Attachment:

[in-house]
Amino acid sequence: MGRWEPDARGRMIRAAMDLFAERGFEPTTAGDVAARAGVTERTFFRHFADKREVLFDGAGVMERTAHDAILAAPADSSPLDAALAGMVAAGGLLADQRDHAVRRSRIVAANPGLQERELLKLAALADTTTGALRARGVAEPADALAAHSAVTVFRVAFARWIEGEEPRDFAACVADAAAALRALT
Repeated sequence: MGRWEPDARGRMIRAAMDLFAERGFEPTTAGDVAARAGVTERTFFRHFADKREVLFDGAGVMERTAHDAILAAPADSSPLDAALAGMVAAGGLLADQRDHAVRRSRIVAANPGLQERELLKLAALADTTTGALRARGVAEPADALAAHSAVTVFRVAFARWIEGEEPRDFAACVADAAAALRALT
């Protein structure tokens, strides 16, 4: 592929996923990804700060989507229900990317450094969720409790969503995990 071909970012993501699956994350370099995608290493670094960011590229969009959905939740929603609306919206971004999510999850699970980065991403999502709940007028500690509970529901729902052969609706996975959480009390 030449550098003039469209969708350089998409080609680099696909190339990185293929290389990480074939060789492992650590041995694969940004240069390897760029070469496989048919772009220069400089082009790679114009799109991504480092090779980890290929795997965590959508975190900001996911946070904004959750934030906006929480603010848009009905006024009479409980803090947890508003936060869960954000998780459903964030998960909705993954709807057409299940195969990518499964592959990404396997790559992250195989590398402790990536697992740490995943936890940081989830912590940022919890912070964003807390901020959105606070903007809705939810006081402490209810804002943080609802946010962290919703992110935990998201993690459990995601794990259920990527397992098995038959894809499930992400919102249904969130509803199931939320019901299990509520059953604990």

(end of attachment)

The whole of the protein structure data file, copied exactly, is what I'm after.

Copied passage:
[in-house]
Amino acid sequence: MGRWEPDARGRMIRAAMDLFAERGFEPTTAGDVAARAGVTERTFFRHFADKREVLFDGAGVMERTAHDAILAAPADSSPLDAALAGMVAAGGLLADQRDHAVRRSRIVAANPGLQERELLKLAALADTTTGALRARGVAEPADALAAHSAVTVFRVAFARWIEGEEPRDFAACVADAAAALRALT
Repeated sequence: MGRWEPDARGRMIRAAMDLFAERGFEPTTAGDVAARAGVTERTFFRHFADKREVLFDGAGVMERTAHDAILAAPADSSPLDAALAGMVAAGGLLADQRDHAVRRSRIVAANPGLQERELLKLAALADTTTGALRARGVAEPADALAAHSAVTVFRVAFARWIEGEEPRDFAACVADAAAALRALT
């Protein structure tokens, strides 16, 4: 592929996923990804700060989507229900990317450094969720409790969503995990 071909970012993501699956994350370099995608290493670094960011590229969009959905939740929603609306919206971004999510999850699970980065991403999502709940007028500690509970529901729902052969609706996975959480009390 030449550098003039469209969708350089998409080609680099696909190339990185293929290389990480074939060789492992650590041995694969940004240069390897760029070469496989048919772009220069400089082009790679114009799109991504480092090779980890290929795997965590959508975190900001996911946070904004959750934030906006929480603010848009009905006024009479409980803090947890508003936060869960954000998780459903964030998960909705993954709807057409299940195969990518499964592959990404396997790559992250195989590398402790990536697992740490995943936890940081989830912590940022919890912070964003807390901020959105606070903007809705939810006081402490209810804002943080609802946010962290919703992110935990998201993690459990995601794990259920990527397992098995038959894809499930992400919102249904969130509803199931939320019901299990509520059953604990």